Black Friday/Cyber Monday vs Boxing Day

It appears that the Good Friday and Cyber Monday sales may be winning over Boxing Day sales in Canada and the U.k. But if you’re looking for Christmas merchandise and deep discounts on electronics, the later may be preferable.

Basically, people are using Black Friday and Cyber Monday to score gifts and Boxing Day for personal purchases, sweets and impulse purchases of overstock products.

I’ve personally stocked up on chocolates using my Canadian Tire money and Optimum Points at Shopper’s Drug Mart because nothing beats free, discounted chocolates. And I also for deep discounted Christmas themed air fresheners free using loyalty programs cause I own a cat and I happen to like pine and cinnamon/gingerbread. 🙂

The boxing day sales are all week on Amazon.ca and Indigo so i’m keeping an eye out for stuff I might need in the new year. And the dollar’s stronger so I’m also looking at the year end deals are available on Amazon.com.

I’ve already imported what I wanted from the U.k, the Deluxe version of Fleetwood Mac’s “Tango In The Night“. But decided to wait for the 30th Anniversary boxed set of Def Leppard’s “Hysteria” and Queen’s “News Of The World” 40th anniversary boxed set. I’m hoping to score those later, hopefully during one of these sales.

I’ve also just run into this whilst browsing today, which is incredibly tempting regardless of the fact that I pretty much already have everything that’s included on this boxed set.

Decisions. Decisions.

My Year End Predictions For Retail

With the death of Sears Canada, had become obvious that retail is changing way quicker than anticipated by economists.

Back in the 90’s, I suspected something was going on in the industry because one of the stores I had expected to have a future went under a few years after I had left the company.

Consumers Distributing was a chain of stores in Canada and the United States that operated with catalogs like Sears but dedicated only a small portion of their retail space to displays at all of their stores. And most of their merchandise could be found stacked on shelves the back of their outlets, which were brought forward by associates to the consumer, who chose their products from catalogs located in the retail space.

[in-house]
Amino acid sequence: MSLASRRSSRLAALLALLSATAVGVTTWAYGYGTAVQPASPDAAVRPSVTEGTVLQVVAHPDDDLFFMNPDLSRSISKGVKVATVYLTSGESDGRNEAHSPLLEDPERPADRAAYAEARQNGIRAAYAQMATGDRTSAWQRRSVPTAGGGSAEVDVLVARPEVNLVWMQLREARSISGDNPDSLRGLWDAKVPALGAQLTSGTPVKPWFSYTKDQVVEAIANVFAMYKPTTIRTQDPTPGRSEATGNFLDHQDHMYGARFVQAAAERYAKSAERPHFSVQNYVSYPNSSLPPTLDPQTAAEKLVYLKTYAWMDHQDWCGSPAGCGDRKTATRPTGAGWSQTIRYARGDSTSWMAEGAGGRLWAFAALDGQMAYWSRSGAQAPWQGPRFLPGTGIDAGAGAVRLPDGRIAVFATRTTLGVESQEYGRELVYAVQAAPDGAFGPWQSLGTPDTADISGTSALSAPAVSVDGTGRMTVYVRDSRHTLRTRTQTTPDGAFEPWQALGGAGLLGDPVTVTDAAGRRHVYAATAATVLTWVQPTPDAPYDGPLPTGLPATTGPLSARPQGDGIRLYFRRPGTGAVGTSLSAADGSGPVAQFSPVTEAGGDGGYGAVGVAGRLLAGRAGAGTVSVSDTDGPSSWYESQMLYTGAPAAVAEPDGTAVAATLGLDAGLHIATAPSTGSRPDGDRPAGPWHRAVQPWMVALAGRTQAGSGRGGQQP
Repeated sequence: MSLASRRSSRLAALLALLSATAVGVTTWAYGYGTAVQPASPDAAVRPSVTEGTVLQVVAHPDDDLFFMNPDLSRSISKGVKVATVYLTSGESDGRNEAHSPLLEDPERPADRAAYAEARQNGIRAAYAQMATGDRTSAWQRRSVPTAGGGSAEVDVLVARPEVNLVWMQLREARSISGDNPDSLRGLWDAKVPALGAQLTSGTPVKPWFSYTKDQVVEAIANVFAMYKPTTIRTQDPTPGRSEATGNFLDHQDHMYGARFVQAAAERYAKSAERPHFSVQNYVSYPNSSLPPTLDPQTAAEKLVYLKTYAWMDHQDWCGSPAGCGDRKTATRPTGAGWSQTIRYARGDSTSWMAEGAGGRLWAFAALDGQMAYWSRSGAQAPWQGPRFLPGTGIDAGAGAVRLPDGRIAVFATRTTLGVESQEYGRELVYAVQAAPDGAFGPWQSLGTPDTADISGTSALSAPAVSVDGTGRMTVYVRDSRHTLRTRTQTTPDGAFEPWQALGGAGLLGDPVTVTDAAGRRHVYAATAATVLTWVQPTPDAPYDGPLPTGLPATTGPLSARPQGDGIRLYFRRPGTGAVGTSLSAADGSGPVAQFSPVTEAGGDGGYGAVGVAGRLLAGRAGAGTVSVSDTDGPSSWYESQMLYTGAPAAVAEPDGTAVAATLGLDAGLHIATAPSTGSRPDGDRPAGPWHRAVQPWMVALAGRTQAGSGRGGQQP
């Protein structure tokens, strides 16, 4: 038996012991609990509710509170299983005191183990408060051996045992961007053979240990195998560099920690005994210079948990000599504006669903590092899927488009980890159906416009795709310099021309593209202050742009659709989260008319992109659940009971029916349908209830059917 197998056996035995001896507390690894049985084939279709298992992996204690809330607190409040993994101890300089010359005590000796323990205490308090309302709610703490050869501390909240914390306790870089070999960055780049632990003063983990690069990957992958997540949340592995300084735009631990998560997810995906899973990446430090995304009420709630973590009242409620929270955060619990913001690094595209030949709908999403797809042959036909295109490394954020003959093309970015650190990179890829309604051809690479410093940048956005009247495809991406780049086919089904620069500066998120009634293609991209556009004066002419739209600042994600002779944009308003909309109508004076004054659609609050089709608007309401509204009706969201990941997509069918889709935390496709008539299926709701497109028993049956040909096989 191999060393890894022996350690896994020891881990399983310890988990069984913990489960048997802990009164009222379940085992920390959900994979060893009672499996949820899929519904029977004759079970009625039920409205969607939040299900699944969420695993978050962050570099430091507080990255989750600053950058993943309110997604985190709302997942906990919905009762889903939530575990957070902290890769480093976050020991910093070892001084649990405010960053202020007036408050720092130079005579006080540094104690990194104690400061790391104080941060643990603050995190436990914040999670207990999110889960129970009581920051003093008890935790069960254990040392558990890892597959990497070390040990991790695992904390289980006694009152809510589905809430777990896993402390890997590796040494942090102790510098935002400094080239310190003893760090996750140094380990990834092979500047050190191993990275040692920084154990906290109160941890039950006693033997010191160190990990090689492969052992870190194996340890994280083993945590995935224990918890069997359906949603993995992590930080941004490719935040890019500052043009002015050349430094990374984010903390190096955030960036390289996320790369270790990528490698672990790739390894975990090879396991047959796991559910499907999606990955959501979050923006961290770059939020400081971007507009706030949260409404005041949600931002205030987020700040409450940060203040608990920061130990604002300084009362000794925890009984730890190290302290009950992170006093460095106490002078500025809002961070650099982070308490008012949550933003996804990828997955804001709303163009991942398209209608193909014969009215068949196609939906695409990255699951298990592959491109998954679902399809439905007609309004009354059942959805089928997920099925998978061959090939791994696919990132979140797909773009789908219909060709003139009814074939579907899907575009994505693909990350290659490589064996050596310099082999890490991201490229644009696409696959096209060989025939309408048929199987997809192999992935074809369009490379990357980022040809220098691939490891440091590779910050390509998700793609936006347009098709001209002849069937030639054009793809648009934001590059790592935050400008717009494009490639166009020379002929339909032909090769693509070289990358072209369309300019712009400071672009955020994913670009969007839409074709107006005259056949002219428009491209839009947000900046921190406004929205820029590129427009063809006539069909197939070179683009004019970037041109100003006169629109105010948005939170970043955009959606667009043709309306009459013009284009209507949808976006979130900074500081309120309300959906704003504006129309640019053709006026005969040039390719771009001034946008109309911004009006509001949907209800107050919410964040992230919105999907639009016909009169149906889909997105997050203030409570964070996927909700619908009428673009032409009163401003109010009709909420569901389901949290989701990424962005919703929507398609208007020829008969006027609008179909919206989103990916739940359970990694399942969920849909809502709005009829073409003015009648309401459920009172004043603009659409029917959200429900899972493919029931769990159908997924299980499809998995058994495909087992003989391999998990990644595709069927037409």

Had they survived into the 2000’s, I suspect they would have progressed from their six-digit catalog system, where people physically presented order slips to an order desk or called an order in using their credit cards, to a touchscreen system that simply gave consumers an order number. And I suspect Amazon would have simply purchased the company, automating the warehouse space further.

Unfortunately, the 212 store chain went under because Sears Canada had a foothold in the catalog market and it just could not survive both the recession of the time and Walmart’s expansion into the Canadian market. But I suspect Amazon may have a limited number of retail outlets that closely resemble Consumer’s Distributing stores in the future, where people could place orders and pick up purchases 24/7 from coded lockers.

Amazon Pickup Point locations already exist in Canada and the United States. And I believe they will likely expand these to Whole Foods locations, a chain that was recently purchased by Amazon.com, creating one stop shop locations in the major cities.

I’m personally hoping they’re going to convert my local Sears Home store here in Western Ottawa to a Whole Foods/Amazon outlet. But I doubt they will consider taking over that many Sears retail stores because the large department store format is pretty much dead.

Consumers are previewing merchandise online so retailers will not need to provide as many displays as they did before. And with 3D technology, I suspect people will scroll through merchandise on virtual reality headsets with customized 3D imagery before 2020.

Optometrist retailer sites already offer services in which people can place frames on their faces and all one would need to do in the very near future is to provide their measurements for virtual models, who would wear clothing for consumers to preview.

Norstrom currently offers a service where clothing is set aside for people to try out and I suspect other stores will offer this convenience shortly through their website, with the aforementioned virtual modeling. And I wouldn’t be surprised some stores would offer perks like high-end coffee and/or liquor through these services as well.

In regards to drones and self-driving vehicles, I don’t know if drones would be the best choice for our weather.

Not only does it get quite cold in most of Canada’s major cities during the winter, it also gets quite windy.

Those who have tried to take digital photographs in the cold here can attest to issues related to draining batteries and I’m sure that drones would be constantly slammed on the side of buildings and into trees by the wind in my suburb. We even get the occasional microburst here.

Self-driving vehicles are currently being tested in my community and I’m expecting pizza/food delivery to be the first service in my area to take advantage of this new technology. But I doubt I’ll be seeing drones delivering goods in my area before 2020, especially fragile items.